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Suomalainen työkulttuuri

Finnish working culture

Honesty, punctuality and equality are appreciated in Finland. This shows in all Finnish culture, including working life. This page describes Finnish working culture.

Laws and agreements on working life

Finnish working life has many rules that the employee and employer must follow. The legislation and collective agreements determine, for example, minimum wages, working hours, holidays, sick pay and the terms of dismissal.

Sometimes, the employer may ask the employee to work overtime. According to law, the employer must pay supplemented wages for overtime. You can also get compensated as time off work. You have the right to refuse to work overtime.

More information on the rights and obligations of employees in Finland is available on the InfoFinland page Employee’s rights and obligations.

Learn Finnish or Swedish

Even though Finns generally speak English quite well, knowing Finnish or Swedish will be very useful for you nonetheless. You can improve your language skills in courses or on the job. Do not hesitate to speak Finnish or Swedish with your co-workers. Read more about studying languages on the InfoFinland page Finnish and Swedish.

Equality and equal opportunities in working life

According to Finnish law, all kinds of discrimination at workplaces is prohibited. Employers must ensure that there is equality and equal opportunities for men and women at the workplace.

Read more on the InfoFinland page Equality and equal opportunities in working life.

Initiative and responsibility

At Finnish workplaces, supervisors do not monitor their employees’ work continually. Employers ask for their employees’ opinions and these are taken into account in job planning.

Work is usually arranged and agreed on at common meetings and jointly agreed matters are adhered to. A supervisor gives an employee their tasks and expects the employee to decide on the details of the work independently. If an employee does not know how to perform the given task or cannot do it, they ask their co-workers or the supervisor directly for instructions.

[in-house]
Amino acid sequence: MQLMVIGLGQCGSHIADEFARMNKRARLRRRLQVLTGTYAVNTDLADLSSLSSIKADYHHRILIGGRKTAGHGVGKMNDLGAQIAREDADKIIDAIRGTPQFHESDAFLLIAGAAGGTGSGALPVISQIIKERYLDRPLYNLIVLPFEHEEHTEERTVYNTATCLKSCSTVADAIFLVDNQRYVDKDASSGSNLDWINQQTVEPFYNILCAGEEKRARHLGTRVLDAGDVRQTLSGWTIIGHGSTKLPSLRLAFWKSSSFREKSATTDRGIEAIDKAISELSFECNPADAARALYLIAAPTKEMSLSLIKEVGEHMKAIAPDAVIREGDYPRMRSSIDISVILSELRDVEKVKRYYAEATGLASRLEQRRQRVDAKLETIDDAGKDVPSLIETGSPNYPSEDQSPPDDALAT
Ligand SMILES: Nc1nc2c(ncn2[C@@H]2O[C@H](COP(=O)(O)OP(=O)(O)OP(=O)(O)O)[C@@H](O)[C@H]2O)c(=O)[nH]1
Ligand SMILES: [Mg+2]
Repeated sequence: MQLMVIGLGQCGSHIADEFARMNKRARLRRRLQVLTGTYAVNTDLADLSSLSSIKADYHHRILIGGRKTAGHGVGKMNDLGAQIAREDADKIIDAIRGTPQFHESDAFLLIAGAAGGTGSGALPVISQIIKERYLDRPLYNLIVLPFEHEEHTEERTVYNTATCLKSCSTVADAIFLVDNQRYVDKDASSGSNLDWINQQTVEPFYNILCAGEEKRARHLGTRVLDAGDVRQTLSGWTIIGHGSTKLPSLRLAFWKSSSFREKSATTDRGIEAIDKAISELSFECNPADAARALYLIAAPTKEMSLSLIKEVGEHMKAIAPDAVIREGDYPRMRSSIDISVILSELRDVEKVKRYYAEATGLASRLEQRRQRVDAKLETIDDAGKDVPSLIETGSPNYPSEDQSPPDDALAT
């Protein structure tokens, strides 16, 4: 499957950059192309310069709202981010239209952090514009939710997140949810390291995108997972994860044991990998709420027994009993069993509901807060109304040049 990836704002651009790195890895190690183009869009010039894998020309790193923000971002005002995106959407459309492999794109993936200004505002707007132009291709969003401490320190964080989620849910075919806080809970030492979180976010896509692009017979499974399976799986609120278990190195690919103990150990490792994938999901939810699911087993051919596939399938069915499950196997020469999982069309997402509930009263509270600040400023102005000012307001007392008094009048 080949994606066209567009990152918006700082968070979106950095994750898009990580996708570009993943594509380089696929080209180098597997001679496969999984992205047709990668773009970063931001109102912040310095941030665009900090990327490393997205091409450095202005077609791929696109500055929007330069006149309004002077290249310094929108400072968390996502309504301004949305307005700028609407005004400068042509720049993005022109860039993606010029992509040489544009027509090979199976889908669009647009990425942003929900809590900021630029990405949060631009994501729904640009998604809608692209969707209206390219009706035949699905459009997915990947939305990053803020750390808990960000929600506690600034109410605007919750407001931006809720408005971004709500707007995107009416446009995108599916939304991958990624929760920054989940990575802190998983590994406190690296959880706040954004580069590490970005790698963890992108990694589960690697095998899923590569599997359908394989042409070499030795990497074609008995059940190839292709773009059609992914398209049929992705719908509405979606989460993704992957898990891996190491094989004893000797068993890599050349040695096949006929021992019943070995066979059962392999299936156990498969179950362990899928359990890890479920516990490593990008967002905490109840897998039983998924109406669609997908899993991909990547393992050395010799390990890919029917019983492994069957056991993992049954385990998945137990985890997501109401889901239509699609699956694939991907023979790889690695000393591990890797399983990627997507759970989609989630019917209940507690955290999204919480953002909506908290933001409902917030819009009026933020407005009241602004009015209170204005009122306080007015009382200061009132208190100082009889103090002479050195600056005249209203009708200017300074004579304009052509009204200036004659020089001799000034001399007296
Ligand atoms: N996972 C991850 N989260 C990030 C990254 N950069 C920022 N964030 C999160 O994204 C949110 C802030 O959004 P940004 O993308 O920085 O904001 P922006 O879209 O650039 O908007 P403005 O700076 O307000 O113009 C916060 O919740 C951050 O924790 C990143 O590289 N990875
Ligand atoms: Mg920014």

Reliability and observing timetables

In Finnish working culture, it is important to adhere to the things that have been agreed upon. When something has been decided together, the employees and employer assume that everyone will do what has been decided.

Observing timetables is also important in Finland. You must arrive at work promptly at the agreed-upon time. When the agreement is 8:00, this means exactly 8:00, not 8:10. Being late is impolite because other people have to wait for the one who is late. If you know that you will be late for work, tell your supervisor about it.

Many workplaces have adopted flexible working hours which means that you can come to work, for example, between 7 and 9 and leave between 15 and 17. If a workplace uses flexible working hours, employees themselves have to make sure that they work for the length of time that has been agreed upon.

Style of communication

Finns usually speak out, and speaking out is not considered impolite in Finland. Saying what you mean is also normal in working life. For example, if you do not have enough time to complete a task, it is best to say so to your supervisor. At meetings, the usual procedure is to get straight to the point after greeting everybody.

In Finnish working culture, the form of address is very informal. At most workplaces, all employees address each other using first names regardless of their position.

The effect of religion on working life

Many Finns are Christians but not very religious. However, many Christian customs are still observed in Finnish culture. In working life, the effect of religion can be seen in many of the holidays. Christian religious holidays, such as Christmas and Easter, are statutory holidays.

Read more on InfoFinland page Finnish holidays.

Religious customs or rituals do not belong at a Finnish workplace. Some places of work have arranged a place for praying, if employees have asked for one. However, most workplaces do not provide for such practices. If an employee wants to take a moment, for example, for prayer in the middle of a working day, this must take place in connection with the agreed-upon breaks. Signs of religions in outward appearance, such as head scarves, are permitted in Finland, but operative rules on working clothes have to be observed. This is due to task-related work safety and hygiene decrees.

You can read more about the values and customers of Finnish society on the page Finnish customs.

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Finnish working culture